Sowmya Raveendra Murthy1* and Nitya Raghu2
1Consultant, Department of Pediatric Ophthalmology and Strabismus, Sankara Eye Hospital, Bengaluru, India
2DNB Student, Sankara Eye Hospital, Bengaluru, India
*Corresponding Author: Sowmya Raveendra Murthy, Consultant, Department of Pediatric Ophthalmology and Strabismus, Sankara Eye Hospital, Bengaluru, India.
Received: April 26, 2021; Published: May 22, 2021
Background: The increasing prevalence of myopia in children today deserves more exploration into the causes and possible modifiable factors. With the growing prevalence of vitamin D deficiency in India, and its effect on numerous body systems, we attempted to find a possible association between vitamin D deficiency and progressive myopia.
Aim: To analyse the vitamin D levels in children with progressive myopia.
Methods: This is a pilot study. Children with progressive myopia on treatment with low dose atropine showing progression (> 0.5D increase in last 6 months) were included to be a part of the study. Few of these children showed progression despite being on low dose atropine which prompted us to search further. Serum levels of vitamin D3 levels were ordered and analyzed.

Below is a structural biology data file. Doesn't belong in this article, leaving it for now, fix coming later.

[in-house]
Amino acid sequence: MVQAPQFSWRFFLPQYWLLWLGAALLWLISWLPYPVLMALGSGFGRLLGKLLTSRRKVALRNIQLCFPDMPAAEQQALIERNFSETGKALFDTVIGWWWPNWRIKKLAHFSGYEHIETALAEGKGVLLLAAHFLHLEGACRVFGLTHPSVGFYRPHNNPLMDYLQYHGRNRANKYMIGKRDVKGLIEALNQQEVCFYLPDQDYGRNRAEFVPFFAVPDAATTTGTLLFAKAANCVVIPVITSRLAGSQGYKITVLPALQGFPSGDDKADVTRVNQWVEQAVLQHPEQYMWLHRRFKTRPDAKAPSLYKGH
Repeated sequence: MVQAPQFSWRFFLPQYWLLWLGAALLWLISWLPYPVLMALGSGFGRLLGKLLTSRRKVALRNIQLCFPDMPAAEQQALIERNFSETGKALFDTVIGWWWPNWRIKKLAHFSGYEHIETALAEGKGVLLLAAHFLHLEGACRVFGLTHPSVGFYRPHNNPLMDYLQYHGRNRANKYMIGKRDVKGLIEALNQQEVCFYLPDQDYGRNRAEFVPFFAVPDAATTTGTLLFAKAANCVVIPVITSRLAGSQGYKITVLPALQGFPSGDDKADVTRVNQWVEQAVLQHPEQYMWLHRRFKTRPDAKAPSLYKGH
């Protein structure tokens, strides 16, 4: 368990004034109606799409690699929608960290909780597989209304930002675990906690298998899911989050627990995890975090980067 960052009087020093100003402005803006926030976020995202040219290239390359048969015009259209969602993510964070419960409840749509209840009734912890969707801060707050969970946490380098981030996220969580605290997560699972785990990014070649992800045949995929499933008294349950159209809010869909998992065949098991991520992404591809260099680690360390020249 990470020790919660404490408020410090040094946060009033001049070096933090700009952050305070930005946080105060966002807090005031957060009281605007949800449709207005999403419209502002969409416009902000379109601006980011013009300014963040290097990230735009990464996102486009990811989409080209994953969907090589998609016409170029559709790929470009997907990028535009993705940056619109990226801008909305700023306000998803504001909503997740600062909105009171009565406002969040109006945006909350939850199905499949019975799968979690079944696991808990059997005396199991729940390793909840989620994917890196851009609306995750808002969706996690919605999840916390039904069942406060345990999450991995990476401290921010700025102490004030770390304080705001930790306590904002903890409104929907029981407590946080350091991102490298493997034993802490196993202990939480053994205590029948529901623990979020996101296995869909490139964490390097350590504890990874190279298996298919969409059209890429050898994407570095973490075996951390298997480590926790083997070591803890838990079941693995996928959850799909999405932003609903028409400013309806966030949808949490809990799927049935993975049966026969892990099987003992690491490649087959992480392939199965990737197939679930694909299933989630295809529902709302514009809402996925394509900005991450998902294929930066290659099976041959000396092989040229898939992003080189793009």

Results: Total of 20 children, 9 boys and 11 girls, were included, all in the age group of 11 to 17 years. Low dose atropine eye drops were being used for more than a year in 17 children and rest for past 5 months. Serum vitamin D 3 levels were noted to be deficient (< 20 ng/ml) in 15 patients and insufficient (20 - 30 ng/ml) in 3 cases. Only 2 patients were noted to have normal levels above 30 ng/ml.
Conclusion: Our pilot study throws light on possibly using vitamin D 3 levels in our protocols in treating children with progressive myopia.
Keywords: Progressive Myopia; Vitamin D Deficiency; Atropine Eye Drops
Citation: Sowmya Raveendra Murthy and Nitya Raghu. “Analysis of Vitamin D Levels in Children with Progressive Myopia".Acta Scientific Ophthalmology 4.6 (2021): 60-63.
Copyright: © 2021 Sowmya Raveendra Murthy and Nitya Raghu. This is an open-access article distributed under the terms of the Creative Commons Attribution License, which permits unrestricted use, distribution, and reproduction in any medium, provided the original author and source are credited.